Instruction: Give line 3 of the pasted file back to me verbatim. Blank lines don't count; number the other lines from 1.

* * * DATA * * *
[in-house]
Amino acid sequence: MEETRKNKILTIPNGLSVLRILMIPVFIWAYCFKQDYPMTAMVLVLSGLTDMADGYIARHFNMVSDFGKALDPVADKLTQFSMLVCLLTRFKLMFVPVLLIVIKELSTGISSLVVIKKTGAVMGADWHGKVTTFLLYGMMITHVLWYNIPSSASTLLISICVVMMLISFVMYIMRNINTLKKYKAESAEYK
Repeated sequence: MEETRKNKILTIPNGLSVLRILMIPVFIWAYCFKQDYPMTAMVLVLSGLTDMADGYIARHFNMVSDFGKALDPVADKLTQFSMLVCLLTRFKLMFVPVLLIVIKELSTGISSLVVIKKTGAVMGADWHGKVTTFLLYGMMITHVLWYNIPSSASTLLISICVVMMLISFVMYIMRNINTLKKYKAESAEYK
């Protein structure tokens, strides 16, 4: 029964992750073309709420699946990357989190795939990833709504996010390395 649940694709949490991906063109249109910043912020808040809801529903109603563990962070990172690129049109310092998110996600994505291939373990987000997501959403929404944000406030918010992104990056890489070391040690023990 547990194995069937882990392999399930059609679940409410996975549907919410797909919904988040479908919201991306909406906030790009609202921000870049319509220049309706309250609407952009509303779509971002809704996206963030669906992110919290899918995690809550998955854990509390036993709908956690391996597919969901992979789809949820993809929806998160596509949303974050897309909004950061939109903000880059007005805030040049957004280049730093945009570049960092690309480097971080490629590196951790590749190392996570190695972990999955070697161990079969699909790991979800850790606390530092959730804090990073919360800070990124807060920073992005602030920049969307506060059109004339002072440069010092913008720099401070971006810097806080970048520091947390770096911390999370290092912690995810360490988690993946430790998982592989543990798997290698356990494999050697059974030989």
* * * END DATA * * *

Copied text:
Repeated sequence: MEETRKNKILTIPNGLSVLRILMIPVFIWAYCFKQDYPMTAMVLVLSGLTDMADGYIARHFNMVSDFGKALDPVADKLTQFSMLVCLLTRFKLMFVPVLLIVIKELSTGISSLVVIKKTGAVMGADWHGKVTTFLLYGMMITHVLWYNIPSSASTLLISICVVMMLISFVMYIMRNINTLKKYKAESAEYK